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Sheppard members honor prisoners of Bataan death march

  • Published
  • By 2nd Lt. Brad Fisher
  • 366th Training Squadron
On April 10, 1941, about 75,000 captured American and Filipino troops began a grueling 80-mile, seven-day march across the Bataan peninsula in the Philippines. Their final destinations were prison and labor camps spread across the Japanese empire.

Death was a constant reality on the forced march. Those who collapsed from dehydration, exhaustion or starvation were left to die alone in ditches and mud holes. Other losses were caused by beheadings, bayonets, beatings and disease. Food rations were almost non-existent. The only hydration was from puddles infested with malaria-carrying mosquitoes or from water obtained by sneaking off to streams at night. All told, only one in four would survive the torturous journey.

To remember the tremendous suffering these men endured, 10 Sheppard AFB members participated in the 20th Annual Bataan Memorial Death March. The March 29 event was sponsored by the New Mexico State University Army ROTC in the White Sands Missile Range.

The 366th Training Squadron sent two five-man teams made up of one military training leader, five instructors and four lieutenants awaiting pilot training.

Tech. Sgts. Timothy Wieser, Joshua Sacker, Michael Brimhall and James Perez, Staff Sgts. Richard Randall and Joseph Thomas, and 2nd Lts. Brad Fisher, Barton Gunter, Justin Henshaw and Ben Gilliland all marched in the 26.2-mile "heavy category." This required them to complete the marathon in Airman Battle Uniforms while carrying 35-pound ruck sacks.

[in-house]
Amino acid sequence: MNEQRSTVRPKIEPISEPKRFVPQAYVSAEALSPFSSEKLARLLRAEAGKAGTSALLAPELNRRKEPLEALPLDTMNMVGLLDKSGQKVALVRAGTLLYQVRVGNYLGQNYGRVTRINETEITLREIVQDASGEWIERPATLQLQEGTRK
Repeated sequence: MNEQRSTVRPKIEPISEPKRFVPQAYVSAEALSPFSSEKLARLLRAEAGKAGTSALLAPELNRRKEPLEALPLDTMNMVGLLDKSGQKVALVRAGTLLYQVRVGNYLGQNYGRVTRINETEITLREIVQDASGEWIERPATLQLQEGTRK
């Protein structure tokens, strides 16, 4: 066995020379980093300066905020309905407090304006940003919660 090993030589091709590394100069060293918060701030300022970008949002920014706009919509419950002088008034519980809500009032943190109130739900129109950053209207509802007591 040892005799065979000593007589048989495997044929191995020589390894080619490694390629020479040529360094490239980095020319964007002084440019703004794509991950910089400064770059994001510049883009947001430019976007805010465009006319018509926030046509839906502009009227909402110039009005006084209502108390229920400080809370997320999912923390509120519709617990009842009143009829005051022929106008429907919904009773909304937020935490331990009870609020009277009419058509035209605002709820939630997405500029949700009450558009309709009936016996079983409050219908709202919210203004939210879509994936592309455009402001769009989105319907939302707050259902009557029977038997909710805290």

All five members of each team were required to cross the finish line within 20 seconds of each other or they would be disqualified. Sergeant Wieser, a utilities instructor for 366th TRS, was a team captain. He said he felt the pressure of having to balance competitive drive and troop welfare.

"Finishing as a team is much tougher than finishing individually," he said. Sergeant Wieser also said one injury could take down an entire team.

They began training months in advance with progressively longer ruck marches, starting with eight miles.

"We don't necessarily train for fitness; we are all in good shape. You begin to see problems when the feet haven't been toughened up enough or the boots are not broken in. Blisters will stop you in your tracks," said Lieutenant Fisher, the other team captain.

Sergeant Randall, an MTL, has deployed five times in support of Operations Iraqi and Enduring Freedom.

"We couldn't imagine what those troops went through in 1941," he said. "This was the least we could do to honor their sacrifice. It was one of the most difficult experiences of my life."

The teams placed 19th and 25th in their category at 9 hours 24 minutes and 10 hours 18 minutes respectively.

This year the team's goal was just to finish. They said next year they will have a time for their goal.